“Everybody knows a sequel is never quite as good,” the Muppets merrily sing in their catchy opening number. While they’re correct in a number of ways, “Muppets: Most Wanted” still provides enough joy, laughter and anarchy to more than merit another visit to our old felt friends.
The plot, such as it is, follows the heroes on a tour around Europe with dodgy new manager Dominic Badguy (Ricky Gervais) and his dastardly amphibian accomplice Constantine, who has slyly replaced himself in a Siberian prison with none other than Kermit the frog. The evil pair embark on a series of heists, aiming to steal the Crown Jewels from the Tower of London and leave the Muppets reputation in tatters. In a film focussing on all-singing, all dancing felt puppets, any humans in the vicinity need to really put in the hours to make an impression. Mercifully then, the producers here had the overwhelmingly good sense to cast strong comedy talent for the human counterparts.
The always wonderful Tina Fey and Ty Burrell respectively play a Siberian prison guard and Cleauseau-esque Interpol agent, joyfully injecting their performances with over-the-top accents and a broad slapstick energy characteristic of the film in general. Ricky Gervais is also good value as the dodgy double crossing villain. However, as is usually the case with Gervais, he is effectively just playing a version of himself, so whether or not you enjoy his schtick will greatly affect whether you enjoy it here.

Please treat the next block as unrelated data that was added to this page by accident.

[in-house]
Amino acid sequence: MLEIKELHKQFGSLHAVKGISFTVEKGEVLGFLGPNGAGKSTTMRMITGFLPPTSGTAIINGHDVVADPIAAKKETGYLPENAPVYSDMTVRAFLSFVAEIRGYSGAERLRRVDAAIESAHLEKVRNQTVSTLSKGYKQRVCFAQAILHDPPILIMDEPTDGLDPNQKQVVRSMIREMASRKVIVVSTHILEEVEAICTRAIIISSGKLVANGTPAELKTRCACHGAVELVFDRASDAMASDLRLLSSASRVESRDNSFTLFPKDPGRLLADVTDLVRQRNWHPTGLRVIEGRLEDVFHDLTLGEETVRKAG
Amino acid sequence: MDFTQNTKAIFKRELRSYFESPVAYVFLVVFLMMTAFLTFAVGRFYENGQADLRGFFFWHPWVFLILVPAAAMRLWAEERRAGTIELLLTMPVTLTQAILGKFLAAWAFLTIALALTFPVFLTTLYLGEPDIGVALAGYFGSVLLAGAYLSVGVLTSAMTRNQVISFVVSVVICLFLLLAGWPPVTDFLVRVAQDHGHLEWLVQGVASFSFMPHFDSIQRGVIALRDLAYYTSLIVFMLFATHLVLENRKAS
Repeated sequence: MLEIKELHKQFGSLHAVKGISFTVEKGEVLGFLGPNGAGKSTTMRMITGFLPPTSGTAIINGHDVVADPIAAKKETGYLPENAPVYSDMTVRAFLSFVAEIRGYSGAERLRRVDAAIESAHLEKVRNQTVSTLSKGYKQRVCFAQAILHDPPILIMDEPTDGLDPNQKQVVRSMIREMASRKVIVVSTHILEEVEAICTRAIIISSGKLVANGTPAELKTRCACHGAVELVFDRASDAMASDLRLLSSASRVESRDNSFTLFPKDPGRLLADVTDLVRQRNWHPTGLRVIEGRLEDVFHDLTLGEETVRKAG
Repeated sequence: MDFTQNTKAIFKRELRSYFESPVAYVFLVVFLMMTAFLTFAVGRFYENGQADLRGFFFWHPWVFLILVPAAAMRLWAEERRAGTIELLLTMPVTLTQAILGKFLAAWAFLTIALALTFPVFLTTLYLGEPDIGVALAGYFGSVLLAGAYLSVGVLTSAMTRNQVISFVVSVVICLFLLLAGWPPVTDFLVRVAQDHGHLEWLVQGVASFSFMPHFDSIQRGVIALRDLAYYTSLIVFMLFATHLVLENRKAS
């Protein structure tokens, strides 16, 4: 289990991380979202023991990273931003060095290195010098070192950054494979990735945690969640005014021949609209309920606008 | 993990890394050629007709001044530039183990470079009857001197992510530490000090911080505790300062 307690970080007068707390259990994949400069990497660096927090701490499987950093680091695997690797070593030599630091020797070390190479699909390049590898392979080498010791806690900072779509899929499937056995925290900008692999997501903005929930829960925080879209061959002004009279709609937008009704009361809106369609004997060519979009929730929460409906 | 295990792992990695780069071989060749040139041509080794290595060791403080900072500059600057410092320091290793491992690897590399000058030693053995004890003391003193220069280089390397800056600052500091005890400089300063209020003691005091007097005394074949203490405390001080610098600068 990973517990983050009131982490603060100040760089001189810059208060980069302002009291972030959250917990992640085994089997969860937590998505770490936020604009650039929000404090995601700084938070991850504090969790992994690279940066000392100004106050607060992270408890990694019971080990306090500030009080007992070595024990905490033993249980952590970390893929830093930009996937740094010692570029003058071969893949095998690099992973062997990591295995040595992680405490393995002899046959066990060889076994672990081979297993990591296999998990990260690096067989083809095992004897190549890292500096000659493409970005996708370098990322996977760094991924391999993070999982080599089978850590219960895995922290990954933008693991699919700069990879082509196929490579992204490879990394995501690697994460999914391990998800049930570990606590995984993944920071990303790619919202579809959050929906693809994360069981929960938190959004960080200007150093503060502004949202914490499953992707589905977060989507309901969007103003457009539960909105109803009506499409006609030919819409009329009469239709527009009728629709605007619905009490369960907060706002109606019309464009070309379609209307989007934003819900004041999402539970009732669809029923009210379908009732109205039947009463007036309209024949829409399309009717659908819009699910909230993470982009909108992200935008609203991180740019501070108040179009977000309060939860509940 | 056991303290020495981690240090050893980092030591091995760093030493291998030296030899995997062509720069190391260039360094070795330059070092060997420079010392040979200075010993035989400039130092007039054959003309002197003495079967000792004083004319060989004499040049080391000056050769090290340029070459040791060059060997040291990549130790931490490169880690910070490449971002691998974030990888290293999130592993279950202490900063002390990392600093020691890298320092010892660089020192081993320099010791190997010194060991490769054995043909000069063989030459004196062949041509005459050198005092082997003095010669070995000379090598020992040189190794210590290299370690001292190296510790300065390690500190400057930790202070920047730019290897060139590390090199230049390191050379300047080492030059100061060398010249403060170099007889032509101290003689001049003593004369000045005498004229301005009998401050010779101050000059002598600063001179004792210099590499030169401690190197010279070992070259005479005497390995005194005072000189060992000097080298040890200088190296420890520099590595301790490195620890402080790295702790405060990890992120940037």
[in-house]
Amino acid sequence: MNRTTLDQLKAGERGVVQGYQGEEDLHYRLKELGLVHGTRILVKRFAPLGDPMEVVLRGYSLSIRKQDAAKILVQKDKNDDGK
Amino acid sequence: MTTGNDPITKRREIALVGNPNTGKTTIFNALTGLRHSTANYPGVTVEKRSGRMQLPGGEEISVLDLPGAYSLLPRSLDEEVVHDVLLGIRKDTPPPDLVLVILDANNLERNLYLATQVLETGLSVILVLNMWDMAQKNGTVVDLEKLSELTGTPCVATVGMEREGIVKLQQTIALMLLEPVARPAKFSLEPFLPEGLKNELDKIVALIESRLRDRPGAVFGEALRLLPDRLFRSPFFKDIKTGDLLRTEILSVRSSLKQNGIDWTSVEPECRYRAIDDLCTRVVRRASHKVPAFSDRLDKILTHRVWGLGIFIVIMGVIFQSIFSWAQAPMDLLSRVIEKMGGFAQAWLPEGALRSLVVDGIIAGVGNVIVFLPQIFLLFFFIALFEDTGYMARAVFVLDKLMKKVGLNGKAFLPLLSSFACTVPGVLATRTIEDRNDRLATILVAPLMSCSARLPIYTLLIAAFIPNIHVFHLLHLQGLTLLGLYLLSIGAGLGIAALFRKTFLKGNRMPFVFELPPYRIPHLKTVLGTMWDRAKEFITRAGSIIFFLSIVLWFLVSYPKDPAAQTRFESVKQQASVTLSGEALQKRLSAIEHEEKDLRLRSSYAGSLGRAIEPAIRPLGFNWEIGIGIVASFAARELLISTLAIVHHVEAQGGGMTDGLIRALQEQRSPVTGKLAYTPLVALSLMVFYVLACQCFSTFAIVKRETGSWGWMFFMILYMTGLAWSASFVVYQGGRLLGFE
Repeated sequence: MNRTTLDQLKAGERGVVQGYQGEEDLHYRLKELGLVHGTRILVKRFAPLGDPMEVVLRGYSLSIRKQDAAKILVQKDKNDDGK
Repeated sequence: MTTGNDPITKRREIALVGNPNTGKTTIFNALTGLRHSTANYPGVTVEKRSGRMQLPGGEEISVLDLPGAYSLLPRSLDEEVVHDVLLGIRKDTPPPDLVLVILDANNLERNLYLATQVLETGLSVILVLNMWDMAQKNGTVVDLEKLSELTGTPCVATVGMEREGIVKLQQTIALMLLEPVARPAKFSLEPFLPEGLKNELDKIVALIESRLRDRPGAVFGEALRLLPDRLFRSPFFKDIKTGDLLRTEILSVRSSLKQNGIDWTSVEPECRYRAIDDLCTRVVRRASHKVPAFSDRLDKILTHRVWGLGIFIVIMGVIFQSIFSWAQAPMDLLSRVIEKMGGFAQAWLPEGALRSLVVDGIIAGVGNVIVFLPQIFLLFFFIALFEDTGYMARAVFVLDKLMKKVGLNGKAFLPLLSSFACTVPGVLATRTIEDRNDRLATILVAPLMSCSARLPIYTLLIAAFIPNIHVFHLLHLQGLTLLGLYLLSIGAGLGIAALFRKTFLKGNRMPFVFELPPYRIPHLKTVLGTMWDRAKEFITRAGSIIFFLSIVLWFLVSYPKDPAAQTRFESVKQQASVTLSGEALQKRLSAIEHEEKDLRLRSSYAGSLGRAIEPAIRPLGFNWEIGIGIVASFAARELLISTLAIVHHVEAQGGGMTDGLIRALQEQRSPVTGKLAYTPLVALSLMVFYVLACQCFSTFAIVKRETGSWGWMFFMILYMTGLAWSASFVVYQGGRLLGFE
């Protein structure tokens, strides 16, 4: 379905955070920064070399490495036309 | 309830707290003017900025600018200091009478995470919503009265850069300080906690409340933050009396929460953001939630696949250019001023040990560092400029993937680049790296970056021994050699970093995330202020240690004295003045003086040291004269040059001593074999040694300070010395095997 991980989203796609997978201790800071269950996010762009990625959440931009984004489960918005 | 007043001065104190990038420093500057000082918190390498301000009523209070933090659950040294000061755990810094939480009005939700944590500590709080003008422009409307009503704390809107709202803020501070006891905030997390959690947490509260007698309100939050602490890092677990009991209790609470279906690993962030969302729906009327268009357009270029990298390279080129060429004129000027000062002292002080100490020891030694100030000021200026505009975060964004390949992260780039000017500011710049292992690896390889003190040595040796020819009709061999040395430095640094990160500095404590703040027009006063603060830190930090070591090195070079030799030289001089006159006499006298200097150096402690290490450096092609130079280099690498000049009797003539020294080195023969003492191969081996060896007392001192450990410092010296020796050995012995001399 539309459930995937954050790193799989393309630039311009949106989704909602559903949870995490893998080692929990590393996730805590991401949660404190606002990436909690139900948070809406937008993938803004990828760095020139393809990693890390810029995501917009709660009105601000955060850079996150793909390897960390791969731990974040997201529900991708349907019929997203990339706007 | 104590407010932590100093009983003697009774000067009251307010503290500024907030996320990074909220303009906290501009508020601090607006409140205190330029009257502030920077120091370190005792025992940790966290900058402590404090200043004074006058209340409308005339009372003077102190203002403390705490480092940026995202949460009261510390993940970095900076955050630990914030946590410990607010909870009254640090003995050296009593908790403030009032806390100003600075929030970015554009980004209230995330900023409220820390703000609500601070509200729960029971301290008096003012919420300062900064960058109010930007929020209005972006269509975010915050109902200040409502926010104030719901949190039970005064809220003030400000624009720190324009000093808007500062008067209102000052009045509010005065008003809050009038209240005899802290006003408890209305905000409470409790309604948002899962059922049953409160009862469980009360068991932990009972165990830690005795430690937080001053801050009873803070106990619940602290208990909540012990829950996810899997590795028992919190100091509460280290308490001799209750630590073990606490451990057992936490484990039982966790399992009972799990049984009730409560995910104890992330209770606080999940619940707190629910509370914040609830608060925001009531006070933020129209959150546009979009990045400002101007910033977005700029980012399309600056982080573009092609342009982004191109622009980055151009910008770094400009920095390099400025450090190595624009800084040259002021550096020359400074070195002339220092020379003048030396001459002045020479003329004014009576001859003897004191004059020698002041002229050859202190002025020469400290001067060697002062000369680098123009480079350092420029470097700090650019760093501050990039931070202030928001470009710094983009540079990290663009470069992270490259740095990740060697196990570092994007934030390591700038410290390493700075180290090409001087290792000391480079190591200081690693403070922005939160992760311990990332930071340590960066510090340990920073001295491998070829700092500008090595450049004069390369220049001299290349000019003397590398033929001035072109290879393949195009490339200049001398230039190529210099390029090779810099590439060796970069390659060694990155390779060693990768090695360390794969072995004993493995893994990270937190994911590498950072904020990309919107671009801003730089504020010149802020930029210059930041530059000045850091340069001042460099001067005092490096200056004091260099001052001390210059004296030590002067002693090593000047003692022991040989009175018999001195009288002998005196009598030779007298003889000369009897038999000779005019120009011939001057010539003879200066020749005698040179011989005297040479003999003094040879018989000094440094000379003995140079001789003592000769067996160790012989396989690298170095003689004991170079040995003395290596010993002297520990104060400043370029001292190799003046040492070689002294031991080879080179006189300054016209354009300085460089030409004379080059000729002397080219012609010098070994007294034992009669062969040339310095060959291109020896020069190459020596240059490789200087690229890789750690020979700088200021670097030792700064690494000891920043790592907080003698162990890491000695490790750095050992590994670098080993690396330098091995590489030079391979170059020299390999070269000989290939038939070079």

Director James Bobin does a grand job of wrangling the anarchy together into something fairly cohesive, and he clearly has an intrinsic understanding for comedy and timing, however some aspects of the film don’t quite work.
Generally speaking, the plot of a Muppet movie is always secondary to the free-wheeling anarchy provided by the Muppets themselves, but without a solid framework to hang it on, some of the plotting and jokes tend to fall flat and even seem repetitive. It’s not a severe problem, but it does place this outing below it’s predecessor.
The musical numbers here are the main star of the show. Penned by Flight of the Conchord’s Bret McKenzie (who has a hilarious cameo as a Gulag prisoner) clearly has a lot of love for the Muppets and provides the film with it’s strongest attribute.
As is to be expected, there is a deluge of celebrity cameos, varying in quality from the inspired (Christoph Waltz doing a waltz) to the completely pointless (Diddy, sitting quietly). For the most part, these are a pleasant distraction,
but the overall effect is to divert the attention from the Muppet troupe, which is a borderline criminal act in a Muppet movie.
most screen time is obviously given over to Kermit, Piggy and Constantine, with the limited screen time afforded the others serving to demonstrate just how little they feature in the film. Fan favourites such as Animal and the Great Gonzo shine with great jokes in very limited screen time, but one can’t help think that the film would have been better with more focus on the Muppets themselves rather than cameos from other stars.
Nonetheless, broadly speaking the film succeeds with a never ending stream of bonkers humour and joyful musical numbers. So while, as the Muppets themselves happily admit, this is a slight slip in quality from their last outing, it’s still a great big bundle of fun.
Sit back and enjoy the ride and you’ll be sure to leave the cinema with a big childish grin on your face.